Last update:

   07-Dec-2015
 

Arch Hellen Med, 32(6), November-December 2015, 679-700

REVIEW

The pathophysiological mechanisms of the pathogenesis of bone marrow failure
in paroxysmal nocturnal hemoglobinuria, and new insights

J.V. Asimakopoulos,1 O. Kampouropoulou,2 L. Papageorgiou,1 M. Samarkos,2 E. Variami,2 T.P. Vassilakopoulos,1
M.K. Angelopoulou,1 P. Tsaftaridis,1 E. Plata,1 E. Terpos,3 K. Konstantopoulos,1 J. Meletis1

1Department of Hematology and Bone Marrow Transplantation Unit, National and Kapodistrian University of Athens, School of Medicine, "Laiko" General Hospital, Athens,
2First Department of Internal Medicine, National and Kapodistrian University of Athens, School of Medicine, "Laiko" General Hospital, Athens,
3Department of Clinical Therapeutics, National and Kapodistrian University of Athens, School of Medicine, "Alexandra" General Hospital, Athens, Greece

Paroxysmal nocturnal hemoglobinuria (PNH), or Marchiafava-Micheli disease, is the first and only example of acquired autoimmune hemolytic anemia with a negative Coombs' test. It is based on a red-cell membrane defect with normal morphology, which leads to paroxysmal episodes of hemoglobinuria, most noticeable in the morning. The redcell membrane deficiency of CD55 and CD59, glycosyl-phosphatidyl-inositol (GPI)-anchored complement regulatory proteins, explains adequately the symptom of chronic intravascular hemolysis with hemosidirinuria. Recent data have demonstrated the importance of GPI-anchored membrane proteins deficiency in the pathogenesis of thromboembolic events in unusual sites that characterize the clinical course and natural history of the disease. PNH, however, includes an extremely rare acquired clonal hematopoietic stem cell disorder, a benign oligoclonal myelopathy ubiquitous to varying degrees in all cases of PNH, which cannot be explained simply by somatic mutation of the Xlinked gene PIG-A and the impaired biosynthesis GPI anchor. Thus, the eti╬┐logy of bone marrow failure, which complements the characteristic clinical triad of PNH manifestations, still remains obscure. This review summarizes the currently available scientific data concerning the pathophysiological pathways involved in the bone marrow failure of PNH, and describes a hypothetical pathogenetic model for the disease.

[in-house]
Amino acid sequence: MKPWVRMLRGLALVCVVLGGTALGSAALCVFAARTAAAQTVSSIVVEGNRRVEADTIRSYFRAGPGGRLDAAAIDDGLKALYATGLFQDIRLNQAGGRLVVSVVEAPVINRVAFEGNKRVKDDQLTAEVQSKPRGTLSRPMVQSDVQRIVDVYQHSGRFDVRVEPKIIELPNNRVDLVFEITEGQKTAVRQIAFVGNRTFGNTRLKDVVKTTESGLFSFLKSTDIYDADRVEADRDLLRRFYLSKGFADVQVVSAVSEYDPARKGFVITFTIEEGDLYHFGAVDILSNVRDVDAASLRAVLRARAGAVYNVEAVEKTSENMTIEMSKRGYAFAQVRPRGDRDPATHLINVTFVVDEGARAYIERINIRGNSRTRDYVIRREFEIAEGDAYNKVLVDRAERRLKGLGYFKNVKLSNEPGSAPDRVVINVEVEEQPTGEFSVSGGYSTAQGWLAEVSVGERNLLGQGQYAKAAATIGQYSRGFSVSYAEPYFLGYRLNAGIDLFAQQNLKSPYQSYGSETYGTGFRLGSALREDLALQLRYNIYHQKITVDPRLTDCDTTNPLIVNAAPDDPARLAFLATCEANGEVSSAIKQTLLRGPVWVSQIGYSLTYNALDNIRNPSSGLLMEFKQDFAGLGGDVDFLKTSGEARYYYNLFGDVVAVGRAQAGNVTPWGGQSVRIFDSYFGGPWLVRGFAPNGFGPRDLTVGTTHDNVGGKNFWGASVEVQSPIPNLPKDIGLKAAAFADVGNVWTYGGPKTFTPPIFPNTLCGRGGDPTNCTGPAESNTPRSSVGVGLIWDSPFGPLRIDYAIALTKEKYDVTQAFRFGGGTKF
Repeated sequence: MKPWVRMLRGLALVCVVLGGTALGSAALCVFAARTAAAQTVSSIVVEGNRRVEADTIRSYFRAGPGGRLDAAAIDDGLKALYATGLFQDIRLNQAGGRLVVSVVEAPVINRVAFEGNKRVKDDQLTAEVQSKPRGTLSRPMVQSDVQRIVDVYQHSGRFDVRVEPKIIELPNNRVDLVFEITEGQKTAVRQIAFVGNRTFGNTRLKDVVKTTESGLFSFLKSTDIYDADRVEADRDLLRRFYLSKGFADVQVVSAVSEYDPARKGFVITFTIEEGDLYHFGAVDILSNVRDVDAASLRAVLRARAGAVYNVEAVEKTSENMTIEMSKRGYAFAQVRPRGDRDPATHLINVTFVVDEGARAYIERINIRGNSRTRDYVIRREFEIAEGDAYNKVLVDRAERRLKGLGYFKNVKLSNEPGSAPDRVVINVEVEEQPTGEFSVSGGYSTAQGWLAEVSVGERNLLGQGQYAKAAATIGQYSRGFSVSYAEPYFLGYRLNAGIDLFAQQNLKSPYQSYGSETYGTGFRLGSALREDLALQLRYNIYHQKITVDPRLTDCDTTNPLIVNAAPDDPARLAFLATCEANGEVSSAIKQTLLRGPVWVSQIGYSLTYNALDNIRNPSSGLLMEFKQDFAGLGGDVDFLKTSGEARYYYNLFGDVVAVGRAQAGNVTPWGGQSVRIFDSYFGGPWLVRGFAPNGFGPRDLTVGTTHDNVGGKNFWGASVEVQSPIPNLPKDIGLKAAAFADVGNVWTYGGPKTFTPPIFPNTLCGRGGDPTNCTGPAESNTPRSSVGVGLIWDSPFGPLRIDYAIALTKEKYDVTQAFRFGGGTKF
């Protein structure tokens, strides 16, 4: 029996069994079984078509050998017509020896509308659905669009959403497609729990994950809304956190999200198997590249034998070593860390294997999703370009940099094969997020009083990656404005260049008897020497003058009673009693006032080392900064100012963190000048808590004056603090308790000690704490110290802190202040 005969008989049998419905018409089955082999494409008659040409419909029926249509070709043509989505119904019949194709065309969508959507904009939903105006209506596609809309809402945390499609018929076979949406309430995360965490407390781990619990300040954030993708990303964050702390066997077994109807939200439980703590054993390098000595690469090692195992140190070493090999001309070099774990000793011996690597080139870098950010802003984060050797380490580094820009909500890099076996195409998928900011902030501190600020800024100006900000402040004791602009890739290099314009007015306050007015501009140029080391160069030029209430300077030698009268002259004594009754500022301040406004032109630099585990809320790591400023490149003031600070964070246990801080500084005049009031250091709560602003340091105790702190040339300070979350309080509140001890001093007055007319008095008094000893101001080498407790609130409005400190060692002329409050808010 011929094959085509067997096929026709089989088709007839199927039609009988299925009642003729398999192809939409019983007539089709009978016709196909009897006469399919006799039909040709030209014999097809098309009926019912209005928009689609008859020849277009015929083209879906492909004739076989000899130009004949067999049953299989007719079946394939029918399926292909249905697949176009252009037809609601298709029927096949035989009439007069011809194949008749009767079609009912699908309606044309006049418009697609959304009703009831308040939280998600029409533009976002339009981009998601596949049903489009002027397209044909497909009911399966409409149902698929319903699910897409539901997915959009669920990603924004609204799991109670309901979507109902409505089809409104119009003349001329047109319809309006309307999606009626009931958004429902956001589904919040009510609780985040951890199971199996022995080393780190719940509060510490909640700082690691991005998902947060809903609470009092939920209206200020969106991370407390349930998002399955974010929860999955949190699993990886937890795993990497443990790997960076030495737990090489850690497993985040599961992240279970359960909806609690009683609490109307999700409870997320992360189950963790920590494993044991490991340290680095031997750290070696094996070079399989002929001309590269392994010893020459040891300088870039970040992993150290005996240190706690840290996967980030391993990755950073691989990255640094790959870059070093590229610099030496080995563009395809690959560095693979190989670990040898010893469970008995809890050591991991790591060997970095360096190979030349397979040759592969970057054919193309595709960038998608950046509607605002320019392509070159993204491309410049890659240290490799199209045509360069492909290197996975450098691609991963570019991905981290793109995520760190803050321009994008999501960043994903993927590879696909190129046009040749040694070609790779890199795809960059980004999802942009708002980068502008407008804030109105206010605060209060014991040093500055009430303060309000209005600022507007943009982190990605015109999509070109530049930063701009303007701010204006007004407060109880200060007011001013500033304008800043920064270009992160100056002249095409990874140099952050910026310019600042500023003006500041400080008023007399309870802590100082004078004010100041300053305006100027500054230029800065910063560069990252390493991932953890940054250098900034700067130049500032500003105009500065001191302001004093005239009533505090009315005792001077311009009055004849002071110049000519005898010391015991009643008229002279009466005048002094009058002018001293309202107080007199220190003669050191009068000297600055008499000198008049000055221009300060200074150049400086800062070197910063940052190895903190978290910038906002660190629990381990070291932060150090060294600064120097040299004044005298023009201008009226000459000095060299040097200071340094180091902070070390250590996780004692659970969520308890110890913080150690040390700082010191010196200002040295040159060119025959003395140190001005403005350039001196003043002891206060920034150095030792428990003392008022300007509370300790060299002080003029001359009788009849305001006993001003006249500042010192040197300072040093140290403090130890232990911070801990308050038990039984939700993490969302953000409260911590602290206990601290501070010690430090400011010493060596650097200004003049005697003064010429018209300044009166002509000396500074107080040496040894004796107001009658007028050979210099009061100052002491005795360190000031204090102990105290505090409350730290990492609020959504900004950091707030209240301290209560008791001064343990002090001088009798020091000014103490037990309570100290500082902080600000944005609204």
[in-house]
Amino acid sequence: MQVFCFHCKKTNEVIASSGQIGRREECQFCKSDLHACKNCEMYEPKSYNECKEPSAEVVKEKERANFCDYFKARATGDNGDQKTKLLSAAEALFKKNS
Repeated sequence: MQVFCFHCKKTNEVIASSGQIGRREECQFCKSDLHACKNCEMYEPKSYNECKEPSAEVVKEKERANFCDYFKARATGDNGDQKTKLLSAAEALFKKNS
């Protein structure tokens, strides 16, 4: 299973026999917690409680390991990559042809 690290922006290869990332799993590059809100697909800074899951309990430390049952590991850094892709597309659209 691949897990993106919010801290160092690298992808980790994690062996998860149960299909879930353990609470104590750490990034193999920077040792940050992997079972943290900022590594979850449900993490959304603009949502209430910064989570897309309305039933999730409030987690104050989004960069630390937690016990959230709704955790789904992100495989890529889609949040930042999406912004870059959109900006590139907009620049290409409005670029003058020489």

Key words: Aplastic anemia, Bone marrow failure, CD55, CD59, Decay accelerating factor (DAF), Hemolytic anemia, Membrane inhibitor factor (MIRL), Paroxysmal nocturnal hemoglobinuria.


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